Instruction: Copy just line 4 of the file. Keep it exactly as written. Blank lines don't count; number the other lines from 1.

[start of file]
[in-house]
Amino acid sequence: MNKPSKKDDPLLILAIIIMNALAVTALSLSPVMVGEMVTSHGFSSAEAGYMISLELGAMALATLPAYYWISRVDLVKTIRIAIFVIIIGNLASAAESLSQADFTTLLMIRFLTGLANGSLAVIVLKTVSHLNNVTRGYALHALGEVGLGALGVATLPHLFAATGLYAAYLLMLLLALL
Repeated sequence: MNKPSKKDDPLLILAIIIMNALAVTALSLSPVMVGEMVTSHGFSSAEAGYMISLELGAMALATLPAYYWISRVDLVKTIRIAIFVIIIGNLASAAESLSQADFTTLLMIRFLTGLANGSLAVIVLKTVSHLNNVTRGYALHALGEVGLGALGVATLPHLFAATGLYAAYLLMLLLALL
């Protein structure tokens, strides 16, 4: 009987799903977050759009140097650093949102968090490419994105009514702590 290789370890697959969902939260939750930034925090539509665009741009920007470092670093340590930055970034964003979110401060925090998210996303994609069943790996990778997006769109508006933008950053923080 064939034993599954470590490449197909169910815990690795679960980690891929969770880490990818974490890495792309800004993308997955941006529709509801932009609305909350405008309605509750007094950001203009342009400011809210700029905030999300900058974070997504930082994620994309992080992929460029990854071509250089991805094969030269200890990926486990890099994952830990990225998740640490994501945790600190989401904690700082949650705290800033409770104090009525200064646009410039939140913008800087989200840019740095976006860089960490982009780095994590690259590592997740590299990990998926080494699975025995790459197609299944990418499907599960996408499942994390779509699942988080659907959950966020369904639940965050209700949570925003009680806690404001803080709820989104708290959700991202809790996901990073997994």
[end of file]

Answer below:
């Protein structure tokens, strides 16, 4: 009987799903977050759009140097650093949102968090490419994105009514702590 290789370890697959969902939260939750930034925090539509665009741009920007470092670093340590930055970034964003979110401060925090998210996303994609069943790996990778997006769109508006933008950053923080 064939034993599954470590490449197909169910815990690795679960980690891929969770880490990818974490890495792309800004993308997955941006529709509801932009609305909350405008309605509750007094950001203009342009400011809210700029905030999300900058974070997504930082994620994309992080992929460029990854071509250089991805094969030269200890990926486990890099994952830990990225998740640490994501945790600190989401904690700082949650705290800033409770104090009525200064646009410039939140913008800087989200840019740095976006860089960490982009780095994590690259590592997740590299990990998926080494699975025995790459197609299944990418499907599960996408499942994390779509699942988080659907959950966020369904639940965050209700949570925003009680806690404001803080709820989104708290959700991202809790996901990073997994």